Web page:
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RE: Tabs revisited

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  • Vince Negri
    ... Yes indeed. It s the age-old situation where an option (winheight) which was originally for one use (stopping annoyingly small windows, as in your example)
    Message 1 of 21 , Jun 1, 2004
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      Bram wrote:

      > That ":all" uses 'winheight' was discussed previously. It's not nice in
      > this situation, but useful in others (e.g., to avoid you end up with 12
      > one-line windows in a 25 line terminal).

      Yes indeed. It's the age-old situation where an option
      (winheight) which was originally for one use (stopping
      annoyingly small windows, as in your example) has been
      creatively (ab)used to do something else - and now we've
      run across a corner case which reveals the underlying
      "hack."

      The tweak I set out in my previous email (changing winheight
      to a true soft limit) allows the "12 one-line windows"
      situation, and isn't 100% back compatible, so it's not
      really satisfactory.

      The only perfect solution (assuming one wants to bother
      creating one) is to stop winheight doing double duty,
      viz:

      Either (a) removing the need for setting winheight to
      a silly number by creating a new option that has the
      effect "I want the current window to take as much space
      as possible, forcing all other windows to winminheight"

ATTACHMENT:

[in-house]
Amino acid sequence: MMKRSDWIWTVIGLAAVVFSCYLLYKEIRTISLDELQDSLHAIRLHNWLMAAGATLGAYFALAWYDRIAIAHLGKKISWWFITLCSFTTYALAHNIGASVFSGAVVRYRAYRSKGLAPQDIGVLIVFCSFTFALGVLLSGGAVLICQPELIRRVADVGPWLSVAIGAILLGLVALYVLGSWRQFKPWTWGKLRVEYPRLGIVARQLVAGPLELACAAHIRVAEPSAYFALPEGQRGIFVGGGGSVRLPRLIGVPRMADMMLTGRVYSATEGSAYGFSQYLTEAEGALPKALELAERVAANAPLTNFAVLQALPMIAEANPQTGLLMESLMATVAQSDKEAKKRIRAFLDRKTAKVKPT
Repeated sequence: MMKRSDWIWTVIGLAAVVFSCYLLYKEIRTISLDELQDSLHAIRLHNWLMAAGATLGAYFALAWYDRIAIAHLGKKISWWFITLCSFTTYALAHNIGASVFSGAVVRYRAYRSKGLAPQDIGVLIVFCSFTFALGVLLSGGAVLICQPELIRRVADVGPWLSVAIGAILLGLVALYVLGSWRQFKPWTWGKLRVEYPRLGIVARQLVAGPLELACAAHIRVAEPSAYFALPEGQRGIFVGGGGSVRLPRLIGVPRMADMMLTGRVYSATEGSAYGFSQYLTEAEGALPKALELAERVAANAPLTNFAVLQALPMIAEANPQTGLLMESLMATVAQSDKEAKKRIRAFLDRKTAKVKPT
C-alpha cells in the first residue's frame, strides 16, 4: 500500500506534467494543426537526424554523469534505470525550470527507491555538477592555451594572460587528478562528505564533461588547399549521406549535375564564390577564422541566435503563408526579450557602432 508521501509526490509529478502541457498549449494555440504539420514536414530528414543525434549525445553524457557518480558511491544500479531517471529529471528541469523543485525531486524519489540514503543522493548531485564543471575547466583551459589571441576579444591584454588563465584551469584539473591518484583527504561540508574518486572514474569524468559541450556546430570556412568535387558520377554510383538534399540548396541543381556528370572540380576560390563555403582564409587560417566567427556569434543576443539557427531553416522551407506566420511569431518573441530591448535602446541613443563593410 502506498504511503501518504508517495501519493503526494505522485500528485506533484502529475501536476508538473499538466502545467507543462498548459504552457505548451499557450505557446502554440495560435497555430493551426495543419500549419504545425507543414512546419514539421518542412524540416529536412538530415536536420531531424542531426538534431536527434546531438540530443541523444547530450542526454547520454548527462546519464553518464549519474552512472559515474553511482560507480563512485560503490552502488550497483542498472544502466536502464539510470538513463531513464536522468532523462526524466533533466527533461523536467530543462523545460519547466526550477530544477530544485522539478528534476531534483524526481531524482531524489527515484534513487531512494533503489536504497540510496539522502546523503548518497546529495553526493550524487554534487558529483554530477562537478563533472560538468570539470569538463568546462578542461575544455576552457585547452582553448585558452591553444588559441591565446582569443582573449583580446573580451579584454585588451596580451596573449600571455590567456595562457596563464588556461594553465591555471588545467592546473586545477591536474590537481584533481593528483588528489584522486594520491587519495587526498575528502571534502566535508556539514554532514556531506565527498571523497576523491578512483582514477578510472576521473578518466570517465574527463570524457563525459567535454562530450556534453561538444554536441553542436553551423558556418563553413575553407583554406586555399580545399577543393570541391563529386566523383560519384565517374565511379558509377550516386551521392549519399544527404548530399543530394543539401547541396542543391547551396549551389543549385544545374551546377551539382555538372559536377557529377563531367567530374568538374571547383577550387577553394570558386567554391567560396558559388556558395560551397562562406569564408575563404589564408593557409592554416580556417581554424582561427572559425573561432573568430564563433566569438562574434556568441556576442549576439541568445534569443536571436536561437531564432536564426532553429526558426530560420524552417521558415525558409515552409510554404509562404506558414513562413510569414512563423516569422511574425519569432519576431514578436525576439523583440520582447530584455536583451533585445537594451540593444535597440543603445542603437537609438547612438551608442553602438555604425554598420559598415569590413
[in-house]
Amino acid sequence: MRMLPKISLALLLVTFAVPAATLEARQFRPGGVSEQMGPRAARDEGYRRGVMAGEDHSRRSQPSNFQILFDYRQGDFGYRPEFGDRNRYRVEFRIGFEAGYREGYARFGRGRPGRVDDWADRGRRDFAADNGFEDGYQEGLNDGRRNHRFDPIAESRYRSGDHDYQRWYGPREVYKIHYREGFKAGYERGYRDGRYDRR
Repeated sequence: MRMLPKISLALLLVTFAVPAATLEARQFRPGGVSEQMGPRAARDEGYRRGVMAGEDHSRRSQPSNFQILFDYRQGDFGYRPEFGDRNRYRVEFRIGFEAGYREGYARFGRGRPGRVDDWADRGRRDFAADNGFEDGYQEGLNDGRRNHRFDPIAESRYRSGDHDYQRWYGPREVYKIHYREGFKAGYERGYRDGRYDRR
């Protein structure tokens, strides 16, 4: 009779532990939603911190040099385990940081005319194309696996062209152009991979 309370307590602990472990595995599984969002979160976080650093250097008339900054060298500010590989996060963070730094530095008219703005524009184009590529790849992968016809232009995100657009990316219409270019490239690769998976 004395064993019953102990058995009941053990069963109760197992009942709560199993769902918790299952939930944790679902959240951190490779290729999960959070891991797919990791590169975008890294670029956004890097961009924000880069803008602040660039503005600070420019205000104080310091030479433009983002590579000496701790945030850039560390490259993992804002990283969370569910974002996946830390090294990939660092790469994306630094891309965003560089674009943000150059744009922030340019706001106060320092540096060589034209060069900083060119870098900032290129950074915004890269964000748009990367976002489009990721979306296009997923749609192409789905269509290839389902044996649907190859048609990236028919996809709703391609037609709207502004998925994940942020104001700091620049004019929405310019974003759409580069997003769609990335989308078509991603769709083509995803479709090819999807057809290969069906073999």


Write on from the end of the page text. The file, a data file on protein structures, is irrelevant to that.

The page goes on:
or (b) adding an option which specifies whether
      winheight is a genuinely soft limit (new behaviour) or
      a firm limit (old behaviour)

      or (c) allowing winheight to be set to a -ve value, where
      a negative value is like setting the +ve value but
      as a true soft limit (ugh, I shouldn't have even suggested that...
      now I feel dirty.. ;)

      or (d) allowing a syntax like ":set winheight=max" which
      acts like the option (a) above but avoids creating another
      option (superficially nice, but I don't think any other
      numerical option acts like this so it's likely to be a can
      of worms)

      Note that all of the above *are* backward compatible, which
      is another important consideration.


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    • Antoine J. Mechelynck
      ... I was going to say that I thought the situation outlined in the help to be the intended behaviour, but I had a crash, and by the time my computer was up
      Message 2 of 21 , Jun 1, 2004
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        Vince Negri <vnegri@...> wrote:
        > Bram wrote:
        >
        > > That ":all" uses 'winheight' was discussed previously. It's not
        > > nice in this situation, but useful in others (e.g., to avoid you
        > > end up with 12 one-line windows in a 25 line terminal).
        >
        > Yes indeed. It's the age-old situation where an option
        > (winheight) which was originally for one use (stopping